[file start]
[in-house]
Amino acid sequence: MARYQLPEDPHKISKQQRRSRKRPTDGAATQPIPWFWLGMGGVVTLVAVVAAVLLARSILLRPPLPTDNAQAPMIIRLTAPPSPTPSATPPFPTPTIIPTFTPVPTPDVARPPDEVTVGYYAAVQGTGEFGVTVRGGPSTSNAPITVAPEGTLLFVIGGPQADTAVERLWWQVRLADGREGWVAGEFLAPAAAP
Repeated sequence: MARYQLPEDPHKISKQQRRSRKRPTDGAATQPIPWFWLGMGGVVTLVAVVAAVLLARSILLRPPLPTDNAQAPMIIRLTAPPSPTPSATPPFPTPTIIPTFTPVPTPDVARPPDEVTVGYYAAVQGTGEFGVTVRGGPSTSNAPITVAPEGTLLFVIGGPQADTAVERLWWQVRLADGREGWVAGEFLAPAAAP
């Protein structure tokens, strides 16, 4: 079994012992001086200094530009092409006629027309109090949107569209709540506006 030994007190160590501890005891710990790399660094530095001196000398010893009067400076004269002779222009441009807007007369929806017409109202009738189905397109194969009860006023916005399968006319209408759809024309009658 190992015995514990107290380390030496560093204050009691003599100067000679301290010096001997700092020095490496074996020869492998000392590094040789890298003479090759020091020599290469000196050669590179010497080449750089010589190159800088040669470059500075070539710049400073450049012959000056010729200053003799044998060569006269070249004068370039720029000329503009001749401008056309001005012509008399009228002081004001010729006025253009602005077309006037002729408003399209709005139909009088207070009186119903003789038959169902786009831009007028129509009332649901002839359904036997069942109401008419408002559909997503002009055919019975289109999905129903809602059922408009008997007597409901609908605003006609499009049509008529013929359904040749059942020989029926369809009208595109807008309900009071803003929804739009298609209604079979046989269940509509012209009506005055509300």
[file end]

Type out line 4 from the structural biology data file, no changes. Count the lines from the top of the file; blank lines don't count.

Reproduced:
């Protein structure tokens, strides 16, 4: 079994012992001086200094530009092409006629027309109090949107569209709540506006 030994007190160590501890005891710990790399660094530095001196000398010893009067400076004269002779222009441009807007007369929806017409109202009738189905397109194969009860006023916005399968006319209408759809024309009658 190992015995514990107290380390030496560093204050009691003599100067000679301290010096001997700092020095490496074996020869492998000392590094040789890298003479090759020091020599290469000196050669590179010497080449750089010589190159800088040669470059500075070539710049400073450049012959000056010729200053003799044998060569006269070249004068370039720029000329503009001749401008056309001005012509008399009228002081004001010729006025253009602005077309006037002729408003399209709005139909009088207070009186119903003789038959169902786009831009007028129509009332649901002839359904036997069942109401008419408002559909997503002009055919019975289109999905129903809602059922408009008997007597409901609908605003006609499009049509008529013929359904040749059942020989029926369809009208595109807008309900009071803003929804739009298609209604079979046989269940509509012209009506005055509300």